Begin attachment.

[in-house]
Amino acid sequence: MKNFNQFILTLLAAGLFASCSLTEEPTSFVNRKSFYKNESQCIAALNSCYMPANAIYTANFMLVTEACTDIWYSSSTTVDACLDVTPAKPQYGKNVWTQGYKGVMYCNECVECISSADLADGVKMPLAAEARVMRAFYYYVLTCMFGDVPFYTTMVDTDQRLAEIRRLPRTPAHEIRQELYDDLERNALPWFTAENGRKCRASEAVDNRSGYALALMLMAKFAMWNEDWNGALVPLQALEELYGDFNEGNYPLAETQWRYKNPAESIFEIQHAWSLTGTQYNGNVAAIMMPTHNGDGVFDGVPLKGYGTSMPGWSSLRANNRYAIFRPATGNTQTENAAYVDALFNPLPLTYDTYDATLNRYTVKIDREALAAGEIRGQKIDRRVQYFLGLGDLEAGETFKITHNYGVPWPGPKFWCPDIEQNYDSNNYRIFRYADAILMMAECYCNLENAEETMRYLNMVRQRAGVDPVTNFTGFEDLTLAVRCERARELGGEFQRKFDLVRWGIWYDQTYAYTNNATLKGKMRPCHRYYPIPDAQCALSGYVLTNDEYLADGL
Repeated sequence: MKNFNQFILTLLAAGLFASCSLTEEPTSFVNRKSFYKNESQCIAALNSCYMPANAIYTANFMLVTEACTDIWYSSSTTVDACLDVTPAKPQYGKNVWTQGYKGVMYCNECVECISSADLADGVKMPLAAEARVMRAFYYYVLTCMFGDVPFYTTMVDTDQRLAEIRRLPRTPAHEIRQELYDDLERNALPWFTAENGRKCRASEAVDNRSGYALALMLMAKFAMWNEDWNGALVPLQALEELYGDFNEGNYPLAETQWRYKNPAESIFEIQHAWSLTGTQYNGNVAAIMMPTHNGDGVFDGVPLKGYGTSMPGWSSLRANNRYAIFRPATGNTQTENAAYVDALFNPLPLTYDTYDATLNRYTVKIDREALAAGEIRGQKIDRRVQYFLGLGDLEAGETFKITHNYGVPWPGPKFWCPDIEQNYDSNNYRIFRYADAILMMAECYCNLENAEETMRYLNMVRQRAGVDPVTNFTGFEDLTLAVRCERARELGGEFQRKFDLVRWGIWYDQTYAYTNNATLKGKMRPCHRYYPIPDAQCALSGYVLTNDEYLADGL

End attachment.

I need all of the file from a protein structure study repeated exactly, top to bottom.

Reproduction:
[in-house]
Amino acid sequence: MKNFNQFILTLLAAGLFASCSLTEEPTSFVNRKSFYKNESQCIAALNSCYMPANAIYTANFMLVTEACTDIWYSSSTTVDACLDVTPAKPQYGKNVWTQGYKGVMYCNECVECISSADLADGVKMPLAAEARVMRAFYYYVLTCMFGDVPFYTTMVDTDQRLAEIRRLPRTPAHEIRQELYDDLERNALPWFTAENGRKCRASEAVDNRSGYALALMLMAKFAMWNEDWNGALVPLQALEELYGDFNEGNYPLAETQWRYKNPAESIFEIQHAWSLTGTQYNGNVAAIMMPTHNGDGVFDGVPLKGYGTSMPGWSSLRANNRYAIFRPATGNTQTENAAYVDALFNPLPLTYDTYDATLNRYTVKIDREALAAGEIRGQKIDRRVQYFLGLGDLEAGETFKITHNYGVPWPGPKFWCPDIEQNYDSNNYRIFRYADAILMMAECYCNLENAEETMRYLNMVRQRAGVDPVTNFTGFEDLTLAVRCERARELGGEFQRKFDLVRWGIWYDQTYAYTNNATLKGKMRPCHRYYPIPDAQCALSGYVLTNDEYLADGL
Repeated sequence: MKNFNQFILTLLAAGLFASCSLTEEPTSFVNRKSFYKNESQCIAALNSCYMPANAIYTANFMLVTEACTDIWYSSSTTVDACLDVTPAKPQYGKNVWTQGYKGVMYCNECVECISSADLADGVKMPLAAEARVMRAFYYYVLTCMFGDVPFYTTMVDTDQRLAEIRRLPRTPAHEIRQELYDDLERNALPWFTAENGRKCRASEAVDNRSGYALALMLMAKFAMWNEDWNGALVPLQALEELYGDFNEGNYPLAETQWRYKNPAESIFEIQHAWSLTGTQYNGNVAAIMMPTHNGDGVFDGVPLKGYGTSMPGWSSLRANNRYAIFRPATGNTQTENAAYVDALFNPLPLTYDTYDATLNRYTVKIDREALAAGEIRGQKIDRRVQYFLGLGDLEAGETFKITHNYGVPWPGPKFWCPDIEQNYDSNNYRIFRYADAILMMAECYCNLENAEETMRYLNMVRQRAGVDPVTNFTGFEDLTLAVRCERARELGGEFQRKFDLVRWGIWYDQTYAYTNNATLKGKMRPCHRYYPIPDAQCALSGYVLTNDEYLADGL